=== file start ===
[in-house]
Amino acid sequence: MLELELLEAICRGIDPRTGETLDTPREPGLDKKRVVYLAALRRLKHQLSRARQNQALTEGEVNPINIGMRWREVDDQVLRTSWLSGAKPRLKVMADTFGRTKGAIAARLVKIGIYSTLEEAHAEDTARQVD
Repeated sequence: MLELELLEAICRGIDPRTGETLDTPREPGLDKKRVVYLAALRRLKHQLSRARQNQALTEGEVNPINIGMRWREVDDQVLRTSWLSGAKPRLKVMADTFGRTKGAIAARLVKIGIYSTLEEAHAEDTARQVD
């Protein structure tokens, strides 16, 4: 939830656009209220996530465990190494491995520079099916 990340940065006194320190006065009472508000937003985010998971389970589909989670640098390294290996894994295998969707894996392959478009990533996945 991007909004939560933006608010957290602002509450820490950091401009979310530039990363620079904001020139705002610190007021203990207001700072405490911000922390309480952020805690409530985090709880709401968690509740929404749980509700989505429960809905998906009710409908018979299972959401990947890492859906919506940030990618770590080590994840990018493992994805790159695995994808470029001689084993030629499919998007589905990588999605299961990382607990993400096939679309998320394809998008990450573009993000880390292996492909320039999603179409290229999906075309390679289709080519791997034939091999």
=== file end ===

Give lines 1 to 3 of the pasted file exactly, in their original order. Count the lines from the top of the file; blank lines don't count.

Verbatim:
[in-house]
Amino acid sequence: MLELELLEAICRGIDPRTGETLDTPREPGLDKKRVVYLAALRRLKHQLSRARQNQALTEGEVNPINIGMRWREVDDQVLRTSWLSGAKPRLKVMADTFGRTKGAIAARLVKIGIYSTLEEAHAEDTARQVD
Repeated sequence: MLELELLEAICRGIDPRTGETLDTPREPGLDKKRVVYLAALRRLKHQLSRARQNQALTEGEVNPINIGMRWREVDDQVLRTSWLSGAKPRLKVMADTFGRTKGAIAARLVKIGIYSTLEEAHAEDTARQVD